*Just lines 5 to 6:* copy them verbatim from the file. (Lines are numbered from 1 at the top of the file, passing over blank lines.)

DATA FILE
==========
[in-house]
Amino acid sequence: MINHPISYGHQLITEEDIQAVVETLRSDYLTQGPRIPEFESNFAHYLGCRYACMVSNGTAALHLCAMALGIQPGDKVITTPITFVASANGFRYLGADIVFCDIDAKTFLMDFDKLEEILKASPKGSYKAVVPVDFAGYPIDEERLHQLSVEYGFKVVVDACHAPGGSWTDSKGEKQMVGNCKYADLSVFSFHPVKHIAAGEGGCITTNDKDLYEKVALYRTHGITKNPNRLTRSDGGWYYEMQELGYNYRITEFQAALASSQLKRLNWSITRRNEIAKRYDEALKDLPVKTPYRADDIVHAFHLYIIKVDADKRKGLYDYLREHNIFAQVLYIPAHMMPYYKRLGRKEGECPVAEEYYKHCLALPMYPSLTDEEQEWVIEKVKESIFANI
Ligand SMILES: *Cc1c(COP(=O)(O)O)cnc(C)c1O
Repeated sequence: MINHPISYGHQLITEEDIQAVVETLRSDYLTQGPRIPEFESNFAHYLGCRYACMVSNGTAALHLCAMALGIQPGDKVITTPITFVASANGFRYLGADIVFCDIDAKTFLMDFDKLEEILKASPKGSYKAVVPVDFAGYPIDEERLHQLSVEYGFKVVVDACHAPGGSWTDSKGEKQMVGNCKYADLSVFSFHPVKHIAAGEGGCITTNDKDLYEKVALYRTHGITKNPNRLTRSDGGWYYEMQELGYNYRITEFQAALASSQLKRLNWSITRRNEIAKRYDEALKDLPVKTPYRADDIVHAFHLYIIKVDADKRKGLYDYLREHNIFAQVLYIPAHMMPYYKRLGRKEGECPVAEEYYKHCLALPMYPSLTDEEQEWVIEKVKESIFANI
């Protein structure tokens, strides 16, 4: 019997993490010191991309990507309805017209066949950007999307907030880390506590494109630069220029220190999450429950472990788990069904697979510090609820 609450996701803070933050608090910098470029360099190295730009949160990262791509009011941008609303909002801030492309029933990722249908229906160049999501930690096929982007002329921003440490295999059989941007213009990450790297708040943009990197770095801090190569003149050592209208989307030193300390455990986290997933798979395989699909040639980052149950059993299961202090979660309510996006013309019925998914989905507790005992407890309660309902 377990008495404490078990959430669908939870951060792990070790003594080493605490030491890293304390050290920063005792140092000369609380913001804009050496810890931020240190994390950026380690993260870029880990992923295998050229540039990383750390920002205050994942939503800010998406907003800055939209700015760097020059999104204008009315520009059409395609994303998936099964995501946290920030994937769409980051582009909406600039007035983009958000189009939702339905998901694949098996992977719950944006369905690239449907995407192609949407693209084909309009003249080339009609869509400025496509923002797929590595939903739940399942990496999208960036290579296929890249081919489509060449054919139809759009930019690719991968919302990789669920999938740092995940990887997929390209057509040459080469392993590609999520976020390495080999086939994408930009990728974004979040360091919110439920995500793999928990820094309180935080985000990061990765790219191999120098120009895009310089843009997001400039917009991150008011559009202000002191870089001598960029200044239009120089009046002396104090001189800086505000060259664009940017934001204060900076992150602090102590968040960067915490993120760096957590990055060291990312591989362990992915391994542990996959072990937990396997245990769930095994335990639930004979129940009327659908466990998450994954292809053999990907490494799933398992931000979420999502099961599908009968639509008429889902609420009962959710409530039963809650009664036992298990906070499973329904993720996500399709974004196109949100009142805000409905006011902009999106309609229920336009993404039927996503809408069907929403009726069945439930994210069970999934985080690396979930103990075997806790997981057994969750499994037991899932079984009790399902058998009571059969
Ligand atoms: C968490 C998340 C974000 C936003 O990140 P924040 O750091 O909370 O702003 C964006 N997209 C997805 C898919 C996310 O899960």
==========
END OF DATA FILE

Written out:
């Protein structure tokens, strides 16, 4: 019997993490010191991309990507309805017209066949950007999307907030880390506590494109630069220029220190999450429950472990788990069904697979510090609820 609450996701803070933050608090910098470029360099190295730009949160990262791509009011941008609303909002801030492309029933990722249908229906160049999501930690096929982007002329921003440490295999059989941007213009990450790297708040943009990197770095801090190569003149050592209208989307030193300390455990986290997933798979395989699909040639980052149950059993299961202090979660309510996006013309019925998914989905507790005992407890309660309902 377990008495404490078990959430669908939870951060792990070790003594080493605490030491890293304390050290920063005792140092000369609380913001804009050496810890931020240190994390950026380690993260870029880990992923295998050229540039990383750390920002205050994942939503800010998406907003800055939209700015760097020059999104204008009315520009059409395609994303998936099964995501946290920030994937769409980051582009909406600039007035983009958000189009939702339905998901694949098996992977719950944006369905690239449907995407192609949407693209084909309009003249080339009609869509400025496509923002797929590595939903739940399942990496999208960036290579296929890249081919489509060449054919139809759009930019690719991968919302990789669920999938740092995940990887997929390209057509040459080469392993590609999520976020390495080999086939994408930009990728974004979040360091919110439920995500793999928990820094309180935080985000990061990765790219191999120098120009895009310089843009997001400039917009991150008011559009202000002191870089001598960029200044239009120089009046002396104090001189800086505000060259664009940017934001204060900076992150602090102590968040960067915490993120760096957590990055060291990312591989362990992915391994542990996959072990937990396997245990769930095994335990639930004979129940009327659908466990998450994954292809053999990907490494799933398992931000979420999502099961599908009968639509008429889902609420009962959710409530039963809650009664036992298990906070499973329904993720996500399709974004196109949100009142805000409905006011902009999106309609229920336009993404039927996503809408069907929403009726069945439930994210069970999934985080690396979930103990075997806790997981057994969750499994037991899932079984009790399902058998009571059969
Ligand atoms: C968490 C998340 C974000 C936003 O990140 P924040 O750091 O909370 O702003 C964006 N997209 C997805 C898919 C996310 O899960």